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Philosophy Lecture 01
 

Philosophy Lecture 01

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    Philosophy Lecture 01 Philosophy Lecture 01 Presentation Transcript

    • Introduction to Philosophy IS-VNU Mr. Mike Lecture 1
    • What is Philosophy?
      • “ philo” - love
      • “ sophia” - wisdom
      • Philosophy is the love of wisdom
      • Philosophy attempts to answer life's Big Questions
    • What is Philosophy?
      • Activity:
      • Write down 5 questions that you feel are the most important questions in life.
    • Some BIG Questions?
      • What is real?
      • Does God exist?
      • What happens after death?
      • Do we have souls?
      • How should I think about things?
      • What can I know?
      • How do I know?
    • Philosophy is about Questions
      • What?
      • Why?
      • How?
    • Philosophers ask Questions about what people Believe
      • What are the REASONS for a particular belief?
      • Do you believe in God? WHY?
      • Do you believe your ancestors protect you?
      • WHY?
      • Do you believe that murder is wrong? WHY?
    • Philosophy is about Examining Ourselves & Our Beliefs
      • “ The Unexamined Life is not worth living. ” (Socrates)
      • Have you ever looked in the mirror and asked:
      • Who am I?
      • Why am I here?
      • What should I do with my life?
    • Examining Ourselves
      • Activity
      • Answer the question:
      • Who are you?
      • Rules
      • - Don't give your name.
      • - Don't say what you do.
      • - Don't describe your nationality.
    • Examining Our Beliefs Behavior Actions / Things you do Beliefs and Values Why do you what you do? World-View Basic Assumptions about Reality
    • Examining Our Beliefs Behavior I talk to my friend Beliefs and Values I believe that my friend is real World-View I Exist. Other People Exist.
    • Examining Our Beliefs Behavior I talk to other people Beliefs and Values I believe that my friend is real World-View I Exist. Other People Exist. Descartes
    • Examining Our Beliefs
      • Discussion:
      • Does Mr. Mike exist?
      • Why do you believe that Mr. Mike exists or doesn't exist?
    • Branches of Philosophy Ethics Politics Religion Metaphysics Logic Epistemology Aesthetics Science Philosophy
    • Ethics
      • Moral Philosophy
      • Explores questions about morality
      • Good and Evil
      • Right and Wrong
      • Virtue and Vice
      • Justice
    • Ethics
      • Questions:
      • How should we live?
      • What is good and evil?
      • What is the best way to live?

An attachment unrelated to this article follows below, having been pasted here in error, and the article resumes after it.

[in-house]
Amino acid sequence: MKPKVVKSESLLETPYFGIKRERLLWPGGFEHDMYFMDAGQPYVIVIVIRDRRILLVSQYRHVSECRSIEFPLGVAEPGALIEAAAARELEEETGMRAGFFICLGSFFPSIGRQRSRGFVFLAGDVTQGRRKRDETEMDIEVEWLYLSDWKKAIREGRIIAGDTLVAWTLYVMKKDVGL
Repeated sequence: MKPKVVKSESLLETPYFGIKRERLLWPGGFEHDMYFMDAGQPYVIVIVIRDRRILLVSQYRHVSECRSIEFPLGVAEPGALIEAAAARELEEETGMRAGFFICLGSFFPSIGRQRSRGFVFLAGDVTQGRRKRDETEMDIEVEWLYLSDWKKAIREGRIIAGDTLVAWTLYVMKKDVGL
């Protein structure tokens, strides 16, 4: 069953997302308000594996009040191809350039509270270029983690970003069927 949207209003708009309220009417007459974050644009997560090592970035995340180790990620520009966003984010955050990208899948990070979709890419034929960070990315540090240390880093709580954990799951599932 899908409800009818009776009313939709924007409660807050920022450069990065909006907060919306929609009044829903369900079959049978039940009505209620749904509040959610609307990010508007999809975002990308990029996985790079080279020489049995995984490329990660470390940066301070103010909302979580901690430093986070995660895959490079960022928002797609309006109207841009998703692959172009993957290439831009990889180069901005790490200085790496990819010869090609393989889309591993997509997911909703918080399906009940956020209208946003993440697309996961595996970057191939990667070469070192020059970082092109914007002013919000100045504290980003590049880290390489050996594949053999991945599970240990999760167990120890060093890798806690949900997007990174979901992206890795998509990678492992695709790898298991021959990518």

• What is Justice?
      • Is right and wrong the same everywhere or different everywhere?
    • Ethics
      • Discussion:
      • An elderly decorated war hero is a guest at your house. He gets a little drunk and starts to talk to your teenage sister inappropriately.
      • What do you do?
    • Epistemology
      • Knowledge Science
      • Explores the nature and limitations of knowledge
      • Definition of knowledge
      • Investigates how knowledge is obtained
      • Explores the relationship between belief, truth and knowledge
    • Epistemology
      • Questions:
      • What is knowledge?
      • How is knowledge acquired?
      • How do we know what we know?
    • Metaphysics
      • Knowledge Science
      • Explores the fundamental nature of reality and being
      • Ontology
      • Existence
      • Objects
      • Properties
      • Space and Time
      • Cause and Effect
    • Metaphysics
      • Questions:
      • What is real?
      • What is reality?
      • What is reality like?
    • Politics
      • Political Philosophy
      • Explores the relationship between citizens and governments
      • Liberty
      • Legal Justice
      • Property Ownership
      • Citizen's Rights
      • System of Law
    • Politics
      • Questions:
      • How should government be organized?
      • What makes a government legitimate?
      • Who decides who the leaders should be?
      • What laws are good and necessary?
      • How should law be enforced?
    • Aesthetics
      • Sensori-Emotional Values
      • Explores the nature of beauty, art, and taste with the creation and appreciation of beauty
    • Aesthetics
      • Questions
      • What is beauty?
      • What is art?
      • What is the value of beauty and art?
      • Who should judge what is beautiful or artistic?
      • How should art and beauty be judged?
    • Aesthetics